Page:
Banda Aceh: The East Aceh police confirmed on Sunday that two Sumatran tigers (Pantera Tigris Sumatrae) were found dead in a wire trap in the wood of Sri Mulya Village, Peunaron Sub-district.
A joint team of personnel from the East Aceh police and 01/Pnr Peunaron Sub-district Military Command was deployed to the wood on Sunday, East Aceh Police Chief Adjunct Sen.Coms.Mahmun Hari Sandy Sinurat said.
They found an adult female tiger and male tiger got ensnared in a wire trap that local hunters might have set for catching wild boars, he said.
The security personnel, deployed to the village's wood, were assisted by their colleagues from the Leuser Conservation Forum to secure the area while the police and East Aceh Natural Resources Conservation Agency (BKSDA) identification team members finished their works, he said.
To prevent the recurrence of such this tragedy for the endangered Sumatran tigers, Sinurat urges local residents to stop installing wire traps for whatever reasons because they could harm protected animals.
For those breaching Indonesia's natural resources conservation law, they are subject to getting sanctioned, he said, adding that the punishment for those found guilty varies from one to five-year imprisonment as well as paying a fine of between Rp50 million and Rp100 million.
Cases related to Sumatran tigers getting ensnared in wire traps have frequently been found in several places in the Indonesian island of Sumatra.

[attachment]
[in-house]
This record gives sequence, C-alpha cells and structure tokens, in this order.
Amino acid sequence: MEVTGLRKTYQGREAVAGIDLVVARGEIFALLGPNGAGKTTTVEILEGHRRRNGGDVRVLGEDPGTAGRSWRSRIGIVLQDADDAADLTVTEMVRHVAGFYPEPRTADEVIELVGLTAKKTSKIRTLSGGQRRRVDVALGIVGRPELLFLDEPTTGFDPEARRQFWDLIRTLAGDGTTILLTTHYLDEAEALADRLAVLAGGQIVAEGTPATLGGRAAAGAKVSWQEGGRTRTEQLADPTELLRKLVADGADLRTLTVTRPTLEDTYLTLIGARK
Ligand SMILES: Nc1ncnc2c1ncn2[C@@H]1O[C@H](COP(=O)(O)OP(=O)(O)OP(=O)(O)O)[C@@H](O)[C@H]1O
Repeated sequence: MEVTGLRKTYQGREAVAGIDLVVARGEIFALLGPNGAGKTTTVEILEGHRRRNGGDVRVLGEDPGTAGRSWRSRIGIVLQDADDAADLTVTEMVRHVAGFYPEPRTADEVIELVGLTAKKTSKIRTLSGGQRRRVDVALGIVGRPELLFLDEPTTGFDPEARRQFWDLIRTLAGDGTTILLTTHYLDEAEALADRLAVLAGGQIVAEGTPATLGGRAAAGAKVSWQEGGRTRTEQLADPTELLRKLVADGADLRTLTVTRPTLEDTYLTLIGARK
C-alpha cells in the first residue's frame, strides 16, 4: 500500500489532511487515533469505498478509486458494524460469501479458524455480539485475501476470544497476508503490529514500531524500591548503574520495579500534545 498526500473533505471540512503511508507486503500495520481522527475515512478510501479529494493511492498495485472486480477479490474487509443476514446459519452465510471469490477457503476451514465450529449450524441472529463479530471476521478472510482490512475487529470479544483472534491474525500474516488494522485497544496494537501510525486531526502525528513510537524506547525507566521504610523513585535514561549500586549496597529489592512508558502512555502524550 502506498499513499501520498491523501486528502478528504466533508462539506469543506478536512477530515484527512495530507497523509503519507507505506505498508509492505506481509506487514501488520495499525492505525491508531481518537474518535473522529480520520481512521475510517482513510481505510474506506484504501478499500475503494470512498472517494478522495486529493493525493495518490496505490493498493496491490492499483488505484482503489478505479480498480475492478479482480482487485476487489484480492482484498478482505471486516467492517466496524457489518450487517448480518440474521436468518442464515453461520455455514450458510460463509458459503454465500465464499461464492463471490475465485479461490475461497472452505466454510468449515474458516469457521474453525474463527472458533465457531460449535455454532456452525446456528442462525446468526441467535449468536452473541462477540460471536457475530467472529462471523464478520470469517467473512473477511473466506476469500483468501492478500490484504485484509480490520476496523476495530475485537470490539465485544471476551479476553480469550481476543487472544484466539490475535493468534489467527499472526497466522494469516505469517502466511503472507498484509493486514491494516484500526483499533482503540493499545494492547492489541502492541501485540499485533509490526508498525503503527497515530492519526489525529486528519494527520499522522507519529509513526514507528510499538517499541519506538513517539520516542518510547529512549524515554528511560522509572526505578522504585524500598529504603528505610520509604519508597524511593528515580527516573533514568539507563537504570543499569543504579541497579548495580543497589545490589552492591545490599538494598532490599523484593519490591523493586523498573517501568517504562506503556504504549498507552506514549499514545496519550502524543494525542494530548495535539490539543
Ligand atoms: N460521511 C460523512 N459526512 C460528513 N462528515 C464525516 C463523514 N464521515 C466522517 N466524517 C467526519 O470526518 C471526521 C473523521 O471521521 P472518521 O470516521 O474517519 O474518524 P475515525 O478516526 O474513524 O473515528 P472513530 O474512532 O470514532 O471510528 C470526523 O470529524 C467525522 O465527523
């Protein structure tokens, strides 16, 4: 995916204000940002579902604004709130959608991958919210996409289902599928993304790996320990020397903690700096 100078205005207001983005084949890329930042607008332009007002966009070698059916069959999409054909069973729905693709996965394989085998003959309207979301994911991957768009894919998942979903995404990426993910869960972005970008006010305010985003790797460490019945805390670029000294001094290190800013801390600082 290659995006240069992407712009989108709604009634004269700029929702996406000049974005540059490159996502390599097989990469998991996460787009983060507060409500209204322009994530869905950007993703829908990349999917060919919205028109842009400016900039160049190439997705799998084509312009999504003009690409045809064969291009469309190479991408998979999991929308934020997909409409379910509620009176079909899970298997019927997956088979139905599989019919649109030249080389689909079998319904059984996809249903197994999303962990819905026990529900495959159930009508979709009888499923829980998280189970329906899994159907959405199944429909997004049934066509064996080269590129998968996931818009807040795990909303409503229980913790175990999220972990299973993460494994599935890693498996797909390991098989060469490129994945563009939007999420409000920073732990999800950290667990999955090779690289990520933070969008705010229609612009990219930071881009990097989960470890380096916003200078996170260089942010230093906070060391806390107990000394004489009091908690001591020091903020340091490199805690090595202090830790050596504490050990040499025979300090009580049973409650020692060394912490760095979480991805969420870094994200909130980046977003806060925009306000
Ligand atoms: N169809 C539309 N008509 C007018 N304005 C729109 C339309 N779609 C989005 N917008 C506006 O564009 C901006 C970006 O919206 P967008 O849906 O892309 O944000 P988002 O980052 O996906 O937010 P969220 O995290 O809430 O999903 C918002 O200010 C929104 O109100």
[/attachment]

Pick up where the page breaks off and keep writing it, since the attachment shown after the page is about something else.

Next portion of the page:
On August 26, 2021, for instance, three Sumatran tigers that are native to the island of Sumatra, were found dead in Ie Buboh Village, Meukek Sub-district, South Aceh District, Aceh Province.
The Sumatran tigers, including two 10-month cubs, were found dead after being caught in wild boar traps that a poacher had set inside a conservation area.
ANTARA noted that in Indonesia, Sumatran tigers (Pantera Tigris Sumatrae) were the only surviving tiger species, as the country had already lost two sub-species of tigers to extinction: the Bali tiger that became extinct in 1937 and the Javan tiger in the 1970s.
Sumatran tigers, the smallest of all tigers, are currently a critically endangered species only found on Sumatra Island, Indonesia’s second-largest island.
The tigers are on the brink of extinction owing to deforestation, poaching, and conflicts between wild animals and local people owing to their dwindling habitats.
The exact figure of Sumatran tigers left in the wild is ambiguous, though the latest estimates range, from under 300 to possibly 500 at 27 locations, including in the Kerinci Seblat National Park, Tesso Nilo Park, and Gunung Leuser National Park.
According to the World Wildlife Fund (WWF), their numbers have decreased, from about one thousand in the 1970s.
The 2009 report by the forestry ministry points to conflict with humans being the biggest threat to conservation. The report cited that on average, five to 10 Sumatran tigers have been killed yearly since 1998.
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